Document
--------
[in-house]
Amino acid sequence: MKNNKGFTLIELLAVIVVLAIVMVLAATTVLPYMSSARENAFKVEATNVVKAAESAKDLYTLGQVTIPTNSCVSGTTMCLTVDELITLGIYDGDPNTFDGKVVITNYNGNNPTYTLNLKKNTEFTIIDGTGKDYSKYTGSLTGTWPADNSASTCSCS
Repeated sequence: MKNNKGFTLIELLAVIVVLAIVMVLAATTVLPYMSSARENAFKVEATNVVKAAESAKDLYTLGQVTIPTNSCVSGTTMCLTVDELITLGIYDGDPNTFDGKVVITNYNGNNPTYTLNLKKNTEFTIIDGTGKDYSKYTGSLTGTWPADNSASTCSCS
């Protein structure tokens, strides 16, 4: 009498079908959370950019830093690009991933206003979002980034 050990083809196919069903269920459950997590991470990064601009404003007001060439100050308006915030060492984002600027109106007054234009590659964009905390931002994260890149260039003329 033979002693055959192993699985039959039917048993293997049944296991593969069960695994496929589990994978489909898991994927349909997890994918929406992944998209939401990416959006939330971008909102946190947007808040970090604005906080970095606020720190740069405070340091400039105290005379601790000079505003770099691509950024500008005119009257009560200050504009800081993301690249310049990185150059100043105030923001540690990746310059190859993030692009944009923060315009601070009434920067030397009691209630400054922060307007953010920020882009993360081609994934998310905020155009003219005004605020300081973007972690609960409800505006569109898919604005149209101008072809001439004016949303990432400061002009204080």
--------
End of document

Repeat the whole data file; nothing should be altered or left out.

[in-house]
Amino acid sequence: MKNNKGFTLIELLAVIVVLAIVMVLAATTVLPYMSSARENAFKVEATNVVKAAESAKDLYTLGQVTIPTNSCVSGTTMCLTVDELITLGIYDGDPNTFDGKVVITNYNGNNPTYTLNLKKNTEFTIIDGTGKDYSKYTGSLTGTWPADNSASTCSCS
Repeated sequence: MKNNKGFTLIELLAVIVVLAIVMVLAATTVLPYMSSARENAFKVEATNVVKAAESAKDLYTLGQVTIPTNSCVSGTTMCLTVDELITLGIYDGDPNTFDGKVVITNYNGNNPTYTLNLKKNTEFTIIDGTGKDYSKYTGSLTGTWPADNSASTCSCS
């Protein structure tokens, strides 16, 4: 009498079908959370950019830093690009991933206003979002980034 050990083809196919069903269920459950997590991470990064601009404003007001060439100050308006915030060492984002600027109106007054234009590659964009905390931002994260890149260039003329 033979002693055959192993699985039959039917048993293997049944296991593969069960695994496929589990994978489909898991994927349909997890994918929406992944998209939401990416959006939330971008909102946190947007808040970090604005906080970095606020720190740069405070340091400039105290005379601790000079505003770099691509950024500008005119009257009560200050504009800081993301690249310049990185150059100043105030923001540690990746310059190859993030692009944009923060315009601070009434920067030397009691209630400054922060307007953010920020882009993360081609994934998310905020155009003219005004605020300081973007972690609960409800505006569109898919604005149209101008072809001439004016949303990432400061002009204080």